Nearly 450 fines have been handed out in France since the introduction of a law against street harassment eight months ago, Equality Minister Marlène Schiappa said on Monday.
Although planned for more than a year, it came into effect just weeks after a video of a man hitting a woman outside a Paris cafe shocked people around the world.
Schiappa, announcing to parliament that 447 people had been fined, said: "Many of you on these benches told us it would never work, that we would not be able to define offensive sexist behaviour."
"Our measure is efficient and it will grow in power," she added.
The "sexist outrage" law allows for on-the-spot fines of between €90 and €750 for behaviour such as obscene gestures and noises, degrading comments or following someone insistently in the street.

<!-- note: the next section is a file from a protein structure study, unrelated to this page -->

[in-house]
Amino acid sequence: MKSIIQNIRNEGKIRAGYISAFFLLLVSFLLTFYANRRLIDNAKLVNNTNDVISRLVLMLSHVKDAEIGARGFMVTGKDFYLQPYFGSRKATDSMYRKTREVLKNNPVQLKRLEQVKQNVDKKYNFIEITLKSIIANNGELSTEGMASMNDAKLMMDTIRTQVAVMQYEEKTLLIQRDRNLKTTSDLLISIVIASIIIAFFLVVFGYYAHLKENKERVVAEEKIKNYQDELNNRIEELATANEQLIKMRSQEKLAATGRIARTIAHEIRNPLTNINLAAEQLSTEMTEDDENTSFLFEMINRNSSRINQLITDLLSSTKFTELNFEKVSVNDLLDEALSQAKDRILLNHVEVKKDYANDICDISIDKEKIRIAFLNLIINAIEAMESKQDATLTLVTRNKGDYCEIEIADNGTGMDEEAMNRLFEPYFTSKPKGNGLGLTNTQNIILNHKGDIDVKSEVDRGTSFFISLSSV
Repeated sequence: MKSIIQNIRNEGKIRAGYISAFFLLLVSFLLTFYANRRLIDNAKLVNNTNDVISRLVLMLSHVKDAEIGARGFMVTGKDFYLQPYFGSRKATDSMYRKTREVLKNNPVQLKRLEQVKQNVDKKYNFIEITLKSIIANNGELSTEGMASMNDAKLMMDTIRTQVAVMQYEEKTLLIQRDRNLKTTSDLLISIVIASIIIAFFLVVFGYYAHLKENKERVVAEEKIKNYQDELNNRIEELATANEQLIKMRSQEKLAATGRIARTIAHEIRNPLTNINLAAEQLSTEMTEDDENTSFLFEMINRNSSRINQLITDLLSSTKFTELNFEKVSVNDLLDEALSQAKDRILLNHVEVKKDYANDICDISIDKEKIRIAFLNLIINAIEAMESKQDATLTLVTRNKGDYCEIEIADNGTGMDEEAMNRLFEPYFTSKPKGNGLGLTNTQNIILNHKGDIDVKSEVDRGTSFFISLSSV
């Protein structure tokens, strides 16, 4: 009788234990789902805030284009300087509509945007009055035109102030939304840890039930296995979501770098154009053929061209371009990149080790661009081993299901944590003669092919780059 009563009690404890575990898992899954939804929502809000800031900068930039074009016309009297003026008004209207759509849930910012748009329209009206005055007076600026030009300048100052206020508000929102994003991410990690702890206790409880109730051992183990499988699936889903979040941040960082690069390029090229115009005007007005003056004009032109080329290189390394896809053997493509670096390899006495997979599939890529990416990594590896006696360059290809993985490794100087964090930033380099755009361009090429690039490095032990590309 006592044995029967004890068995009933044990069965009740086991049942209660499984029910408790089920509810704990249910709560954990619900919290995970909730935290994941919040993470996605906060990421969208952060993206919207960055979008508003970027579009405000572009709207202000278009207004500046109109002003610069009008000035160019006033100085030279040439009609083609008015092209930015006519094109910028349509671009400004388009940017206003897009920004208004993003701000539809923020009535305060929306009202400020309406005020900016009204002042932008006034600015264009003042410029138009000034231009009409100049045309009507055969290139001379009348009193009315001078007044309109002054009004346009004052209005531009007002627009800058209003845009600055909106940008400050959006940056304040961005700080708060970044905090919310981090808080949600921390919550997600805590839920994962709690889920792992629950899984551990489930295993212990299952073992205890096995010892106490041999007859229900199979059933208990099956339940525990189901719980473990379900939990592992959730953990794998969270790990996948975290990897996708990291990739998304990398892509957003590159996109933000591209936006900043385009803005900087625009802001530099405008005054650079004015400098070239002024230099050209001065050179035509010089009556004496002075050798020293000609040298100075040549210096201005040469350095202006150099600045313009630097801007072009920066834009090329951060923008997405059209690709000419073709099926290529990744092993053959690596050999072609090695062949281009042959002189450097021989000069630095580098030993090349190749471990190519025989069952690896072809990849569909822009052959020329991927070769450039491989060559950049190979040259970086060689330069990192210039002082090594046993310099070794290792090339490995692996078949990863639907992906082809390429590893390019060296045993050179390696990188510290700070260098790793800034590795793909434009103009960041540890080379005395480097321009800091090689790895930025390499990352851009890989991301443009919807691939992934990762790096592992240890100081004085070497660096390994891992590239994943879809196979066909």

It was passed in late September last year just weeks after a violent sexist attack, caught on camera, sparked a national outrage.
Marie Laguerre, a 22-year-old student, was punched in the face by a man she rebuffed after he wolf-whistled her. He has since been sentenced to six months in jail.
Twitter does 'not cooperate at all'
Schiappa warned lawmakers however that more needed to be done to tackle cyber-harassment and criticised social media platforms.
"At this point, if some cooperate totally, others, like Twitter do not cooperate at all, do not provide IP addresses (of stalkers), and sometimes do not remove the tweets that have been incriminated and sentenced by law," she lamented.
Schiappa announced in January that she is to introduce an anti-cyber-hate law at some point in 2019.